Falling Off the Lavender Bridge with Lightspeed Champion

By: Alvindra |

Way before the success of his album Negro Swan, before he produced for the likes of A$AP Rocky, Mac Miller, Solange, and Carly Rae Jepsen, before he recorded Original Motion Picture Score fro James Franco’s 2013 film Palo Alto, multi-talented singer, songwriter, producer Devonte Hynes, more widely known for his moniker Blood Orange, released his first album, Falling Off The Lavender Bridge on January 21, 2008. Dev Hynes that was the guitarist and occasional vocalist of British Dance Punk band Test Icicles released his first album, and later also his second under the name Lightspeed Champion. Unlike his more R&B focused later works as Blood Orange, his first two albums are Indie Rock with Folk influence instead. Falling Off The Lavender Bridge in particular is a very personal album, revolving mostly on topics like insecurity, anxiety, and paranoia, topics he will get back on and dive deeper on his later album Negro Swan.

The gloomy Indie Rock album opened with a folkish guitar melody on the short track, “Number One”, before it jumps directly to the album single, “Galaxy Of The Lost”. In the Country-influenced Indie Rock track Champion expresses his resentment towards his peers or ex partner who manipulates him into doing something he doesn’t want to do. The narrative of “inability and getting forced to fit in” is repeated multiple time in this album, such as the lyrics “I feel the n****** eyes, they’re staring / Makes me want to rip off my skin” on the track “Devil Tricks For A Bitch” and “My muse is out of control / Don’t think I’m happy here at all / Never dreamed of doing this.. / A nightmare crash in this body” on the track “Waiting Game”. 10-minute instrumental masterpiece “Midnight Surprise” shows us the erratic, unstable side of Champion that leads to his self destructive tendencies. The track “Devil Tracks For A Bitch” tell us how Champion’s inability to fit in has resulted in him not wanting to go outside, for fear of getting discriminated by his peers. The beautiful violin sounds and synth on the background take us to the next song “I Could Have Done It Myself”, a song where he expresses regrets of his first sex, that he did not enjoy it at all and he’d rather just do it himself. This might be due to the pressure from his peers, especially in the black community where virgin boys are often getting clowned by their peers. Piano Ballad track “Salt Water” saw Champion talk about his success as a past member of Test Icicles. He is happy since it has been his dream for so long, but the pressure he gets from time to time can consume him and lead him to his fall. The pressure that gets into him is also discussed further in “Dry Lips”. The track “No Surprise (For Wendela) / Midnight Surprise” is possibly his attempt to come into terms with himself and all the self loathing in the process, something that many of us can relate to. The album closes with beautiful Folk Rock track “Back To Black”, which talks about him seperating from a girl, which very possibly resembles a part of himself, maybe his consciousness, no longer wanting to be associated with him as he begin to fade to black.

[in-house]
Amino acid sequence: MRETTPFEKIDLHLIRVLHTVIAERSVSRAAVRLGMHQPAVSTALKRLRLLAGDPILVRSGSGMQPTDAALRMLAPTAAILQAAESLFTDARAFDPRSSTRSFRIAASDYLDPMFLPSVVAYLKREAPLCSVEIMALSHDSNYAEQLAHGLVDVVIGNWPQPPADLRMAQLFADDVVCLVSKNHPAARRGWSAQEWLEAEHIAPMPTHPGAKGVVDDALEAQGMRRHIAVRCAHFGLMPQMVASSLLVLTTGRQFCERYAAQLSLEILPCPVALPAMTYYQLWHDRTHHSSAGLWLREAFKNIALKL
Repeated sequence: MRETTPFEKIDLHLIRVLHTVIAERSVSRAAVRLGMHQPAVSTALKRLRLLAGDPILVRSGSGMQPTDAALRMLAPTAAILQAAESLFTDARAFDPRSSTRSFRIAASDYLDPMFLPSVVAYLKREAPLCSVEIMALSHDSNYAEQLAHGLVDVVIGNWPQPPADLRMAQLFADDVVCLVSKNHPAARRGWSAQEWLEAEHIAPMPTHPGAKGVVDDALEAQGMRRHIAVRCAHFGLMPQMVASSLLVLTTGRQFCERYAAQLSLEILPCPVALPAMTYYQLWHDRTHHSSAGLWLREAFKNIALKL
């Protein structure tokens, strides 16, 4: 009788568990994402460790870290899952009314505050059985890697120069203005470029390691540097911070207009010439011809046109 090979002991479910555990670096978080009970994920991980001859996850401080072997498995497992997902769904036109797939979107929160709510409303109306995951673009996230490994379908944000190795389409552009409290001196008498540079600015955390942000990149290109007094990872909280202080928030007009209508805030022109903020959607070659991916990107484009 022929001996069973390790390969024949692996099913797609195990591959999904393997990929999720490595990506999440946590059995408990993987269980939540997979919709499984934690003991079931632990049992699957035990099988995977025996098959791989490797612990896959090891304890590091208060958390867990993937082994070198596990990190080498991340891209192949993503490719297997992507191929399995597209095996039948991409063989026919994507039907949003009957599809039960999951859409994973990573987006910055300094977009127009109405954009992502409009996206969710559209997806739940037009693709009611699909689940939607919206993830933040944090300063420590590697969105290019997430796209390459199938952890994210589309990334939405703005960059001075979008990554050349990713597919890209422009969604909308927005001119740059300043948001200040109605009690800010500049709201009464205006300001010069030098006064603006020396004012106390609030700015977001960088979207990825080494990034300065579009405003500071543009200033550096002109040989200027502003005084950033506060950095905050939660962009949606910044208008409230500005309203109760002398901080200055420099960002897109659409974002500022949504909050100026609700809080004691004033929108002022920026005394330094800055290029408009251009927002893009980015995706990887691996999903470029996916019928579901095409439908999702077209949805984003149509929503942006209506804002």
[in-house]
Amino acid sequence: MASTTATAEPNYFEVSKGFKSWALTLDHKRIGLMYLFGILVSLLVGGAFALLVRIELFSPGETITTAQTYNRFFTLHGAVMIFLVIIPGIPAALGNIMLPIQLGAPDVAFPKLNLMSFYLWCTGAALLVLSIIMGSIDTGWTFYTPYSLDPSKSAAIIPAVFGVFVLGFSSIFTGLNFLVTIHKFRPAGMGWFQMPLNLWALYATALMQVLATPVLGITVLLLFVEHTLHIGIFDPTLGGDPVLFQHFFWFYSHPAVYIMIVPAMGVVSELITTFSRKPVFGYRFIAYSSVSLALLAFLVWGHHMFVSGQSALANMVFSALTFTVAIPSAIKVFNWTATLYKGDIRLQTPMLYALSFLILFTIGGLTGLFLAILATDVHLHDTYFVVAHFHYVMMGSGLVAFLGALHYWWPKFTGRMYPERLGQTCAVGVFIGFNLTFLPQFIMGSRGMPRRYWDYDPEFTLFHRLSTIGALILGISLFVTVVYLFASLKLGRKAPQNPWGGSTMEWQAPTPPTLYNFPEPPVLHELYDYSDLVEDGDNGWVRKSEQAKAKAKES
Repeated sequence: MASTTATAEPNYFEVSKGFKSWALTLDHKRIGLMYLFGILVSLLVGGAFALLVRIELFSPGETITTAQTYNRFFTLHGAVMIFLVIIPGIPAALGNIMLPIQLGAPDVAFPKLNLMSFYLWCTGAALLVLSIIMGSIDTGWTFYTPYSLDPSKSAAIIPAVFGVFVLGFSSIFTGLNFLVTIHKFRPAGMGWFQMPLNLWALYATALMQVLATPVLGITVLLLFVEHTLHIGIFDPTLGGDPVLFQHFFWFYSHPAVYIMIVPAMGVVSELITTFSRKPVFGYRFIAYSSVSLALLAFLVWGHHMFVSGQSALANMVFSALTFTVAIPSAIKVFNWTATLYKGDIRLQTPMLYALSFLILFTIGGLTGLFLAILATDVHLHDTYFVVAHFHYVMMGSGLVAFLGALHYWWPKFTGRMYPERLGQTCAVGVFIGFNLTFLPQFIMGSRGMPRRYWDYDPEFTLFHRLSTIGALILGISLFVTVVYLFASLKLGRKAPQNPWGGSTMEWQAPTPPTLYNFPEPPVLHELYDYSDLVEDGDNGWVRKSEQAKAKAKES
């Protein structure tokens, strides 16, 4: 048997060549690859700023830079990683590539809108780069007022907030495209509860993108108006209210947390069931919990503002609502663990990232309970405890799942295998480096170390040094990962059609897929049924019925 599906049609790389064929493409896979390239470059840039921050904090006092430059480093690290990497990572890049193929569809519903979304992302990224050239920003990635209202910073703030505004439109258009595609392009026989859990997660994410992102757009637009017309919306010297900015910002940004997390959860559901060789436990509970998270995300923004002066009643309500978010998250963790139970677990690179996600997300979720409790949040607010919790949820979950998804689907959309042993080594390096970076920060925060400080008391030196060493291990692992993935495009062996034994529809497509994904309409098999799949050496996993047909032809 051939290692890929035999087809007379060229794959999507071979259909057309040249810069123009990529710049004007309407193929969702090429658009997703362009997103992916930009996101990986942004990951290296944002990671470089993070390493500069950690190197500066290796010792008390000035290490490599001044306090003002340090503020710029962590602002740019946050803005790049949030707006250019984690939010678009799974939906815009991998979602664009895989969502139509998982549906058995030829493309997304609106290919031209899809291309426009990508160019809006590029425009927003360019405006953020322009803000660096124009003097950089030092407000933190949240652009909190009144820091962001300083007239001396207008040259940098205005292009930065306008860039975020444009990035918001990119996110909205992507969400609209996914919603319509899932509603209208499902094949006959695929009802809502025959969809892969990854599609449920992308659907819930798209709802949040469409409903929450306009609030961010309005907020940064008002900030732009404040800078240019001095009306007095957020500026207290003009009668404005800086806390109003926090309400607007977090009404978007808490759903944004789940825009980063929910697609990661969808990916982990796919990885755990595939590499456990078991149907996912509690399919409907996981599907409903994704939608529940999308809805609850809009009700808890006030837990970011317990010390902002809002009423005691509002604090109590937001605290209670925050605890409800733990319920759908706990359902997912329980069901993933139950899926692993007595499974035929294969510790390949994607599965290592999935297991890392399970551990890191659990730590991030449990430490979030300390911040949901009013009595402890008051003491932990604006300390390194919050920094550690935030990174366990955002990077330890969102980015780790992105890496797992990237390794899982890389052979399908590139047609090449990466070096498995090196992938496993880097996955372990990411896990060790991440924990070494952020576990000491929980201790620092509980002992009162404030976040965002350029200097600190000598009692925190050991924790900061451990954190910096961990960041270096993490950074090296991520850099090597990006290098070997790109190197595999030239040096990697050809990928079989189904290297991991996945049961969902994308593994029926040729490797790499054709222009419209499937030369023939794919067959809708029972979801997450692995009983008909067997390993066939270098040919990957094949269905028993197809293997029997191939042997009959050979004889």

Overall, Falling Of The Lavender Bridge is a very personal, intriguing work of art. There are many ambiguity and cryptic messages inside the album with so many different interpretations since he never really explains about the meanings behind this release in particular anyway. The guitar, piano, violin, and other instruments in this album are assembled greatly to produce a beautiful Indie Rock / Folk album with great storytelling and recording performance by the genius Dev Hynes. This album is very recommended for people who like or want to get into Indie Rock or Indie Folk, and also for people who enjoy Blood Orange’s works and want to dive deeper into Dev Hynes’ discography.

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